What’s musical composition got to do with wildlife biology? Scientists suggest it can provide an insightful approach to following the movement and behavior of large groups of elephant seals and other species over vast regions.
“We were interested in better understanding the collective movement of animals in the ocean,” said Carlos Duarte, first author on the study published in Frontiers in Marine Science. “Our brain is wired for the appreciation of music and pattern in sound. We can listen to symphonies that last for hours and enjoy them. That drove us to turning the movement of animals into sound.”
A marine science professor at King Abdullah University of Science and Technology in Saudi Arabia, Duarte and his fellow researchers transformed tracking data obtained between 2004 and 2014 from 321 northern elephant seals (Mirounga angustirostris). These mammals can each swim 15,000 kilometers across millions of square kilometers in the northeastern Pacific Ocean. The scientists initially tried to convey this movement with video but switched to sound — which had been applied to the movement of inanimate objects before — when they discovered the visual format didn’t show group dynamics well.
“Our eyes don’t have the capacity to simultaneously track many moving objects, so we couldn’t grasp the collective movement of the animals through videos,” Duarte said. “It is easier to embed multidimensional data in sound. You can process sound in background mode, whereas to process information through your eyes, you need to be staring at a video for hours, and your concentration will decline.”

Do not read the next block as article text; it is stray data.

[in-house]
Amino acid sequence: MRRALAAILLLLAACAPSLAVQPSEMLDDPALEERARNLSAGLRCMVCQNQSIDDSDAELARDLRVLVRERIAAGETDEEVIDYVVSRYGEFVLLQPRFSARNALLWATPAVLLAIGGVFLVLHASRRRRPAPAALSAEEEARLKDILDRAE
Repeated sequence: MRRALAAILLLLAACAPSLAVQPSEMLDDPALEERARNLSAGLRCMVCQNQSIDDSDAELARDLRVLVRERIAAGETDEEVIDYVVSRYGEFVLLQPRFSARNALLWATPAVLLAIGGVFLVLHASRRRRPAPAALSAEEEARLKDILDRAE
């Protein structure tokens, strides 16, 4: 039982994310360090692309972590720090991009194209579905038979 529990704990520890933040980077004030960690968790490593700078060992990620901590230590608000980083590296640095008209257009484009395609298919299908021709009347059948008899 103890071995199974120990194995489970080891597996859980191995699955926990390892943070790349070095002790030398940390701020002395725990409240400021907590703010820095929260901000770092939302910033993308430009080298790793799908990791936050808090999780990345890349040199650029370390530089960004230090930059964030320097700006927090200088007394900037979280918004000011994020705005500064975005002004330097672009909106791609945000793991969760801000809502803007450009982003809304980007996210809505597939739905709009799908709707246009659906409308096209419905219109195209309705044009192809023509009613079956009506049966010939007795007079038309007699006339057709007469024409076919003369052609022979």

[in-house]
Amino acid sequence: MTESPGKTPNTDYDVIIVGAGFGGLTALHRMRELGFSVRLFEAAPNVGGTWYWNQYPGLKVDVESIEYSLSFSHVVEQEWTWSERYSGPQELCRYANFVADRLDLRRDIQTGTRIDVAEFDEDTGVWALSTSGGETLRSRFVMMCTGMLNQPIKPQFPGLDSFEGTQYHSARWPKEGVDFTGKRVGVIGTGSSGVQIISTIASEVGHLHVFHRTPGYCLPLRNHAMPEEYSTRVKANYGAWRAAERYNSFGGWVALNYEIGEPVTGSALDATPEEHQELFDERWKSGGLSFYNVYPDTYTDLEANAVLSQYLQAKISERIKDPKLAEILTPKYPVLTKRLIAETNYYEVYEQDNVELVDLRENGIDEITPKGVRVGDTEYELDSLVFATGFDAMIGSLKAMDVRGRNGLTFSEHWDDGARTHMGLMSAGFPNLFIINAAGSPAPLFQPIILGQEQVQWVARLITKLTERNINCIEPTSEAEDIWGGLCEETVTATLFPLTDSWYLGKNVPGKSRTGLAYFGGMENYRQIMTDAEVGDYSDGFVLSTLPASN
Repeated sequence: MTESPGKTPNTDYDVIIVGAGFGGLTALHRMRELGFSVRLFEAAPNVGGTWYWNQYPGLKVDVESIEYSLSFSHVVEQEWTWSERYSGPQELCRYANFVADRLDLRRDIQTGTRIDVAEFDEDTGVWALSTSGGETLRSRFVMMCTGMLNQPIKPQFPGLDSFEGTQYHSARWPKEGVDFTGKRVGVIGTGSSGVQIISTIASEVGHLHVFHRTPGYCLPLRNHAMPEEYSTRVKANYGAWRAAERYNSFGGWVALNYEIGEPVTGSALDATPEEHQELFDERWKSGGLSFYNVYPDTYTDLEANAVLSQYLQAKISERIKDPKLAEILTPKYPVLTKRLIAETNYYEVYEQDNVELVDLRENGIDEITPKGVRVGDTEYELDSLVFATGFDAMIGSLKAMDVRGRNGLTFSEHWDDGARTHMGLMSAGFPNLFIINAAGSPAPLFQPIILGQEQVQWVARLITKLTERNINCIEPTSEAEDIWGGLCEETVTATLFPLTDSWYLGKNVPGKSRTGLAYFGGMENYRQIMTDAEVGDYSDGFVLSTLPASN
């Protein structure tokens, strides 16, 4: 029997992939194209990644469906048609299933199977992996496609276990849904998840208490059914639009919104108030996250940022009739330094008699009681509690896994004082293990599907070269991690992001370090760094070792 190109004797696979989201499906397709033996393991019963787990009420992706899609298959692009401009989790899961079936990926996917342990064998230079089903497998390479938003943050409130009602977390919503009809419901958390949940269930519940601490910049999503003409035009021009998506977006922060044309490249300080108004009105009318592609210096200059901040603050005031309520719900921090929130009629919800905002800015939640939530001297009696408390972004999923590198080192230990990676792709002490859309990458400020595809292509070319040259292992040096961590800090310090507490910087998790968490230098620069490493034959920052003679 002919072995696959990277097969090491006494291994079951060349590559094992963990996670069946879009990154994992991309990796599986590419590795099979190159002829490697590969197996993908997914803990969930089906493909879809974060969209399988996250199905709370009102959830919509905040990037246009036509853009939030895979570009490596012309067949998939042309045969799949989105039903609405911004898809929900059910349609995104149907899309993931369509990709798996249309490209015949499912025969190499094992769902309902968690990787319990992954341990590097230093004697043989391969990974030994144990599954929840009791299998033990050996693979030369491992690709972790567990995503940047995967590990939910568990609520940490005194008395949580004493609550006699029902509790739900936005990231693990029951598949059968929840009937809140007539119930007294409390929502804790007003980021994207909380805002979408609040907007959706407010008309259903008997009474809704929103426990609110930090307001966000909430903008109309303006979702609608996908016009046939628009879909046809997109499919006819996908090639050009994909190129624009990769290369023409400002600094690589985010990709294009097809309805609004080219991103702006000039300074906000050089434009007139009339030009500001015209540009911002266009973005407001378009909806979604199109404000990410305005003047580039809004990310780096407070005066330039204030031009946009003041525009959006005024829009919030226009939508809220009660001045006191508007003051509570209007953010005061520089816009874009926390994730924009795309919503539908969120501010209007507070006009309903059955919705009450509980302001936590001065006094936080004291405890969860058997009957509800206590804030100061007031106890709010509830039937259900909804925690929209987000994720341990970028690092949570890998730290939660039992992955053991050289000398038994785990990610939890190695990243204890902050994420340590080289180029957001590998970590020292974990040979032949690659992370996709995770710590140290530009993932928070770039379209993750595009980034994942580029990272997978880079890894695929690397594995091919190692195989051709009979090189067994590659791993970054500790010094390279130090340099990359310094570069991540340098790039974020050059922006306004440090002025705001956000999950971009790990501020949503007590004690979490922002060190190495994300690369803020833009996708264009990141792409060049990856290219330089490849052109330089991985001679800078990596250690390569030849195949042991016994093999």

His team represented every seal with a note on the cello. They used volume to capture how far apart the seals were from one another — which can be up to 2,000 kilometers — so the music would get fainter as the herd spread out. They also signified the mammals’ distances from their rookery in California through pitch, which would climb as they migrated farther from the colony over their eight-month journey. (Listen to it here.)
“We were able to summarize several million positions in a composition shorter than one hour,” Duarte said. “It’s beautiful to listen to. It was melodic and had rhythm and drama, so something was happening in the way the animals were moving.”
The symphony revealed synchrony across the herd, he said.
“The sound reflected that the movement of the animals was highly coordinated, which was not suspected before,” Duarte said. “The composition spoke of a crescendo when animals get together to return to the colony, so they were able to tightly coordinate their movement. It suggests there was leadership in how the movement was coordinated, so the animals are probably exchanging vocal clues.”
Although such communication hasn’t been previously documented, he said, biologists have found indications that elephant seals possess a great ability to detect sound underwater and tell apart individual voices.
Duarte believes the sonification technique could help illuminate harmony in the movement of other sound-sensitive broad-ranging species, including terrestrial ones like the African bush elephant (Loxodonta africana). He and his colleagues are now creating symphonies with other datasets and drafting their validated hypotheses on elephant seal behavior.
“We are amazed,” Duarte said. “People working with these animals for years never suspected the insights we are deriving. It is worth it to go into experimenting with new ways of understanding data and how animals use spaces like whole ocean basins.”
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